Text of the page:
Boy's infection not picked up

NICOLE MATHEWSON
Last updated 05:00 04/03/2013
Kaleb Provis
DAVID HALLETT/Fairfax NZ
SURGERY REQUIRED: A doctor initially told Kaleb Provis, 14, that his sore knee may have been caused by his obesity. He later underwent emergency surgery because it was infected.

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A Hokitika teenager had to undergo emergency surgery because of an infection in his knee after a doctor initially told him the pain was possibly caused by his morbid obesity.

Fourteen-year-old Kaleb Provis, who weighs about 110kg, began complaining of a sore knee late on January 10.

His mother, Susan Stead, said he also had a temperature but took some painkillers and waited a few days to see if his knee got better.

He went to visit a local GP, who requested an X-ray be taken at Greymouth Hospital.

"We heard nothing until we got the letter," Stead said.

The letter, dated January 29, said the X-ray was "normal and satisfactory".

"I notice you are now well over 100kg in weight, placing you in the morbidly obese weight group," the doctor wrote.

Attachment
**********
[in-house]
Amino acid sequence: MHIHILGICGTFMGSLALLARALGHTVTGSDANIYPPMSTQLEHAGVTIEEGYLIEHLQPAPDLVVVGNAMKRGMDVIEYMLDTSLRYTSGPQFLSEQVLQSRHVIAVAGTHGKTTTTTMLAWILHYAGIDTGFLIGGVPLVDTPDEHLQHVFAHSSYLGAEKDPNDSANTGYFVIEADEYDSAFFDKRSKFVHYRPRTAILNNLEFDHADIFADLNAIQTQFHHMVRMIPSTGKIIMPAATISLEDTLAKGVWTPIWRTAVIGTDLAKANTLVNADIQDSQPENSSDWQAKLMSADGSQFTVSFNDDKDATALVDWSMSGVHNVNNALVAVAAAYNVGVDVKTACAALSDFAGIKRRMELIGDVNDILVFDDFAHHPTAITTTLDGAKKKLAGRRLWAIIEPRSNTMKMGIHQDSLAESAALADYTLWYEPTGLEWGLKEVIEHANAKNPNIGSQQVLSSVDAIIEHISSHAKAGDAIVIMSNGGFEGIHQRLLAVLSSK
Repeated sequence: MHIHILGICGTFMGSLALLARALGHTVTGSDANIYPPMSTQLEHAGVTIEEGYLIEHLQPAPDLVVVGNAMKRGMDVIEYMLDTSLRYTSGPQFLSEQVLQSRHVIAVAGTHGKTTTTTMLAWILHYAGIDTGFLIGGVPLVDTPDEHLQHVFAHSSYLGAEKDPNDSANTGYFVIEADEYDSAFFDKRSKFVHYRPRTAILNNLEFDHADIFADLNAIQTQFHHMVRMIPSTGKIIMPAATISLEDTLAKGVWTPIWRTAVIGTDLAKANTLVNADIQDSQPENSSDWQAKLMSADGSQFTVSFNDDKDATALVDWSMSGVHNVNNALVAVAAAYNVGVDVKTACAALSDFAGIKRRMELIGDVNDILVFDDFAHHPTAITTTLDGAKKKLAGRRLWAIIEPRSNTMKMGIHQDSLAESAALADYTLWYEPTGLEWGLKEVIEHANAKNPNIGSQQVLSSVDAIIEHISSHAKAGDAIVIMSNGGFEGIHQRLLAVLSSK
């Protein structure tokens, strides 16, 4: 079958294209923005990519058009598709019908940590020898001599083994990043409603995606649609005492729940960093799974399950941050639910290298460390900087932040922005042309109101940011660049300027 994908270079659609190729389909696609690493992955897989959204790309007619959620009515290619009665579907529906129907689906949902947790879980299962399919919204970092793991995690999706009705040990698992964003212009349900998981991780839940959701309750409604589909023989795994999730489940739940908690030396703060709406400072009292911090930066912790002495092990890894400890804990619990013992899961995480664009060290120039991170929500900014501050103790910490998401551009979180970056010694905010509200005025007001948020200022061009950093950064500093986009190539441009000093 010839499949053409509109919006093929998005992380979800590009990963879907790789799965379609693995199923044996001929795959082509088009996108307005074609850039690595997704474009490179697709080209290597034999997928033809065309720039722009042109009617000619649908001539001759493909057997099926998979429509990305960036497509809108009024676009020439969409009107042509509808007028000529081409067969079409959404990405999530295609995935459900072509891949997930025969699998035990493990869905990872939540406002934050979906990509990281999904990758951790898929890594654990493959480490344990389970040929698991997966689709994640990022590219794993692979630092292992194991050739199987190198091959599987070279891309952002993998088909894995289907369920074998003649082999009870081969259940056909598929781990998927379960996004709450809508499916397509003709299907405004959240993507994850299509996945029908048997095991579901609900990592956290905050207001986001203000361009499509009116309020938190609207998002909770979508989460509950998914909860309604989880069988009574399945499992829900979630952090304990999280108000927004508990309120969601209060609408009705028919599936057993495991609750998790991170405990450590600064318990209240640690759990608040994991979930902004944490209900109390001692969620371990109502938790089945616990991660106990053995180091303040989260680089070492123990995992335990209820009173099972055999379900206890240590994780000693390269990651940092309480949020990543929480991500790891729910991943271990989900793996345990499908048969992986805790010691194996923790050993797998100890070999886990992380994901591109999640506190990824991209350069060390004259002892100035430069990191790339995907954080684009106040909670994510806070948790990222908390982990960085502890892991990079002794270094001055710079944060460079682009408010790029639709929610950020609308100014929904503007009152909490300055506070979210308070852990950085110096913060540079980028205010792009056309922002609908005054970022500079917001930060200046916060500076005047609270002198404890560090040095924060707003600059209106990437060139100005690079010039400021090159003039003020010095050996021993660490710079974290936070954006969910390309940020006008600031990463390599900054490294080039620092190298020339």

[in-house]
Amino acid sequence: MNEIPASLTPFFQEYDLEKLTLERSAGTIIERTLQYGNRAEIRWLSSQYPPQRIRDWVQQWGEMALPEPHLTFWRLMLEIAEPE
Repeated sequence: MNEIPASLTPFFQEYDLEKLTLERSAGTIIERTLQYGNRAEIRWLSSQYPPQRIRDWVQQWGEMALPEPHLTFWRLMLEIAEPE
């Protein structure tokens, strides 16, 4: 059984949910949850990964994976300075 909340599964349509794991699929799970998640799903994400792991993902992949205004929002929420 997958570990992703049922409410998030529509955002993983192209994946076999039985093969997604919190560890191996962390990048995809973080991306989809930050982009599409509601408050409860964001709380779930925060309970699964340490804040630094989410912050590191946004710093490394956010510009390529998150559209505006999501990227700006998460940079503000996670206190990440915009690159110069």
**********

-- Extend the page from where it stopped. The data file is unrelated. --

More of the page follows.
"This can certainly hurt your joints and needs to be looked at with the whole family to back you up to make some changes to what you are eating."

At 1.8 metres tall and weighing about 110kg, Kaleb is technically obese but Stead said he was an active and fit teenager.

"He's played rugby, he's into sailing, he loves cycling. He's in good condition but I wouldn't call him fat."

Kaleb was still struggling with his sore knee at the start of February when he was taken to Greymouth Hospital by ambulance after falling down some steps.

He was referred to a specialist who was visiting two weeks later, who then referred him to Christchurch Hospital for an MRI scan.

The scan showed Kaleb had a bone infection, which had spread around his knee joint, and he needed emergency surgery that night (Tuesday 19th).

"It was a bit of a relief that they found something," Stead said.

She was angry, though, that Kaleb's Hokitika doctor had failed to take his concerns seriously.

The infection could potentially have been treated with antibiotics if it had been caught early enough.

"If it wasn't treated a nurse said his bones would start breaking," Stead said.

Kaleb was discharged from hospital on Friday and is recovering well, but Stead planned to complain to the Health and Disability Commissioner about her son's treatment in Hokitika.

Hokitika doctor Anna Dyzel said Kaleb was initially seen by an on-call nurse who completed the appropriate checks and found no reason for his knee pain.

She had been concerned that his weight could have caused the problem and referred him to Greymouth Hospital, who did not find anything wrong either.

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